The latest national vacancy rental data from SQM Research shows the total number of vacant rental properties in Australia has fallen to 62,144, down from 66,411 in April when the vacancy rate was at 1.9%.

The May data also reveals vacancy rates in Sydney and Melbourne CBDs, which spiked last year during COVID, have fallen significantly.

Vacancies in the Sydney CBD more than halved from their peak of 16.2% in May last year to 6.8% in May 2021.

In Melbourne's CBD the vacancy rate fell to 8.0%, down from its peak of 10.8% last year.

SQM Managing Director Louis Christopher says vacancy rates in both cities still remain elevated due to apartment oversupply. 

"Those vacancy rates could begin a downward trend over the second half of 2021, particularly in Sydney, as life resumes relative normality," Mr Christopher said.

"However, the loss of international student tenants, along with unit oversupply, will keep vacancy rates relatively high as the COVID-19 pandemic continues."

Recent research from Knight Frank revealed the number of new apartments being built is set to plunge, raising fears of future rental shortages once international immigration and students return. 

Knight Frank Research’s Australian Residential Development Review 2021 found that only 86,400 new apartments are in the pipeline of construction by 2024, compared with 135,300 from 2018 to 2020.

In Sydney, only 36,275 new apartments will be built by 2024, a dramatic decrease from 67,925 from 2018 to 2020.

Knight Frank's head of residential research Michelle Ciesielski said while we're "not likely to get a boost in population over the next 12 months" the shortage of rental accommodation could be a problem when international borders reopen.

"[When we start] to see more people come back into Australia, we’re not going to have the apartments to accommodate these people," Ms Ciesielski said.

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Rental markets in regional areas tighten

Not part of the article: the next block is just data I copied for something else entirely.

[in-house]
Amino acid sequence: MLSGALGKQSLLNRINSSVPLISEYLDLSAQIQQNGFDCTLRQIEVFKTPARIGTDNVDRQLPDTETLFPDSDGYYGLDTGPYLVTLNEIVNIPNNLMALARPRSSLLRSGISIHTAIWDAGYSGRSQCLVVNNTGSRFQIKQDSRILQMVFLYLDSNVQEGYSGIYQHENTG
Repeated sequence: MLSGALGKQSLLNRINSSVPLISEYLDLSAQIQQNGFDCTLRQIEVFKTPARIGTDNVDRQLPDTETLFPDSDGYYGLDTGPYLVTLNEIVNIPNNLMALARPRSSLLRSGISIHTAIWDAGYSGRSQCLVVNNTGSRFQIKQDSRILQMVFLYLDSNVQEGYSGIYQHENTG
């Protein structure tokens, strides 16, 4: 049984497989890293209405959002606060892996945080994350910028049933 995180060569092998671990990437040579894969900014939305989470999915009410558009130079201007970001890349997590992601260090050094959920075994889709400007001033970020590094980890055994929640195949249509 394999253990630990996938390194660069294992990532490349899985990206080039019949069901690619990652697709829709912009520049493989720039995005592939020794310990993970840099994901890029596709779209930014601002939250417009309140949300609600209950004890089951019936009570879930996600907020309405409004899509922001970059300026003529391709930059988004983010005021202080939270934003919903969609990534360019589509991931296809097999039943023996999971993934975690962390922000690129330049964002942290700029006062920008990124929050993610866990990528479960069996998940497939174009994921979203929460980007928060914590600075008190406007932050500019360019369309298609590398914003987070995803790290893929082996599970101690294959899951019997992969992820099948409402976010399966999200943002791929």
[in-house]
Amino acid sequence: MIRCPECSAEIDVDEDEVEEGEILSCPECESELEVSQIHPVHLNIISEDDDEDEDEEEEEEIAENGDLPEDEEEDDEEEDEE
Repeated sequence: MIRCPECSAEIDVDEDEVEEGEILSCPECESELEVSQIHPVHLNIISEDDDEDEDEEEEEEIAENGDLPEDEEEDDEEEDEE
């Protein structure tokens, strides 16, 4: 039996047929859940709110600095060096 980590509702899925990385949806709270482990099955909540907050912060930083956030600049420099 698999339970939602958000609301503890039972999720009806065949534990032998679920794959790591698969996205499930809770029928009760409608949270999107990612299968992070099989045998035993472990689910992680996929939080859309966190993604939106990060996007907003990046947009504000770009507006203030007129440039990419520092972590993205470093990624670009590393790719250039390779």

Rental vacancy rates in regional areas have also fallen, according to SQM research.

In Perth, Adelaide, Canberra, Darwin and Hobart, the vacancy rate remained below 1.0%, while Brisbane’s rate fell to 1.3% from 1.4%.

Mr Christopher said the low vacancy rates are pushing up rents in many regional locations.

"This trend is likely to remain through the second half of the year, given the fierce competition for rental accommodation in many areas," Mr Christopher said. 

"We are still seeing falling vacancies everywhere from Victoria’s Mornington Peninsula, the Gold Coast, right through to inland areas like the Murray Regions of NSW and South Australia to outback Northern Territory, along with Darwin, which is having the effect of boosting rents as tenants compete for rental homes.

"However, vacancies rates rose for the NSW North Coast, as some renters headed back to town and we also saw a rise in vacancy accommodation in Perth, though the rate was unchanged."

Nationally, rents have risen 15.5% for houses and 6.6% for units over the year, with much of that growth being fuelled by strong rises in regional areas where there is a severe shortage of rental properties.

Photo by Jeremy Zero on Unsplash

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